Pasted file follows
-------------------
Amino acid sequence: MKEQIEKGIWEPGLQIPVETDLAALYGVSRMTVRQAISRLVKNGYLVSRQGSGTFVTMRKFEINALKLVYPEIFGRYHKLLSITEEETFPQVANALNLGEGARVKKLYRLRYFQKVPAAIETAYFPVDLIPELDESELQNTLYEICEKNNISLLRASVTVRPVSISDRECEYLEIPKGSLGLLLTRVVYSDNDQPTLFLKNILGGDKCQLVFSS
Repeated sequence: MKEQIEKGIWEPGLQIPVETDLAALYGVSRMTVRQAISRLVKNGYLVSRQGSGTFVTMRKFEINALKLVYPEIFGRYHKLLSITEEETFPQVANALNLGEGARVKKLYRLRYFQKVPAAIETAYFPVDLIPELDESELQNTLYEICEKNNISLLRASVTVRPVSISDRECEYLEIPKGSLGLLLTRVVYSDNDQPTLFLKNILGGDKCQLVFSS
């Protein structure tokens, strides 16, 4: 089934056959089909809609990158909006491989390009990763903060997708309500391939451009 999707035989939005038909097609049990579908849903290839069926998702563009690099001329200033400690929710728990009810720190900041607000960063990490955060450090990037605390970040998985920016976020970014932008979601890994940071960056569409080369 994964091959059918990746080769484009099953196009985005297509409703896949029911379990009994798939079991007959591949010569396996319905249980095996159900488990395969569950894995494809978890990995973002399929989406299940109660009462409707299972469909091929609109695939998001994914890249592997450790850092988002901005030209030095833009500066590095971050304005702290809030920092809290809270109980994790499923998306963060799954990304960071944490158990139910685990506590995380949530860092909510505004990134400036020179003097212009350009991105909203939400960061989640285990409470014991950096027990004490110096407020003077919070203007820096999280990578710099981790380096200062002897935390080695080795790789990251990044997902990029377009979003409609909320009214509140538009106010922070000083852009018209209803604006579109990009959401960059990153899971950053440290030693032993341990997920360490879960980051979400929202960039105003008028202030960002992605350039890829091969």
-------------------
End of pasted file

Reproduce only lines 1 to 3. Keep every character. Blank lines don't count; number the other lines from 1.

Amino acid sequence: MKEQIEKGIWEPGLQIPVETDLAALYGVSRMTVRQAISRLVKNGYLVSRQGSGTFVTMRKFEINALKLVYPEIFGRYHKLLSITEEETFPQVANALNLGEGARVKKLYRLRYFQKVPAAIETAYFPVDLIPELDESELQNTLYEICEKNNISLLRASVTVRPVSISDRECEYLEIPKGSLGLLLTRVVYSDNDQPTLFLKNILGGDKCQLVFSS
Repeated sequence: MKEQIEKGIWEPGLQIPVETDLAALYGVSRMTVRQAISRLVKNGYLVSRQGSGTFVTMRKFEINALKLVYPEIFGRYHKLLSITEEETFPQVANALNLGEGARVKKLYRLRYFQKVPAAIETAYFPVDLIPELDESELQNTLYEICEKNNISLLRASVTVRPVSISDRECEYLEIPKGSLGLLLTRVVYSDNDQPTLFLKNILGGDKCQLVFSS
């Protein structure tokens, strides 16, 4: 089934056959089909809609990158909006491989390009990763903060997708309500391939451009 999707035989939005038909097609049990579908849903290839069926998702563009690099001329200033400690929710728990009810720190900041607000960063990490955060450090990037605390970040998985920016976020970014932008979601890994940071960056569409080369 994964091959059918990746080769484009099953196009985005297509409703896949029911379990009994798939079991007959591949010569396996319905249980095996159900488990395969569950894995494809978890990995973002399929989406299940109660009462409707299972469909091929609109695939998001994914890249592997450790850092988002901005030209030095833009500066590095971050304005702290809030920092809290809270109980994790499923998306963060799954990304960071944490158990139910685990506590995380949530860092909510505004990134400036020179003097212009350009991105909203939400960061989640285990409470014991950096027990004490110096407020003077919070203007820096999280990578710099981790380096200062002897935390080695080795790789990251990044997902990029377009979003409609909320009214509140538009106010922070000083852009018209209803604006579109990009959401960059990153899971950053440290030693032993341990997920360490879960980051979400929202960039105003008028202030960002992605350039890829091969």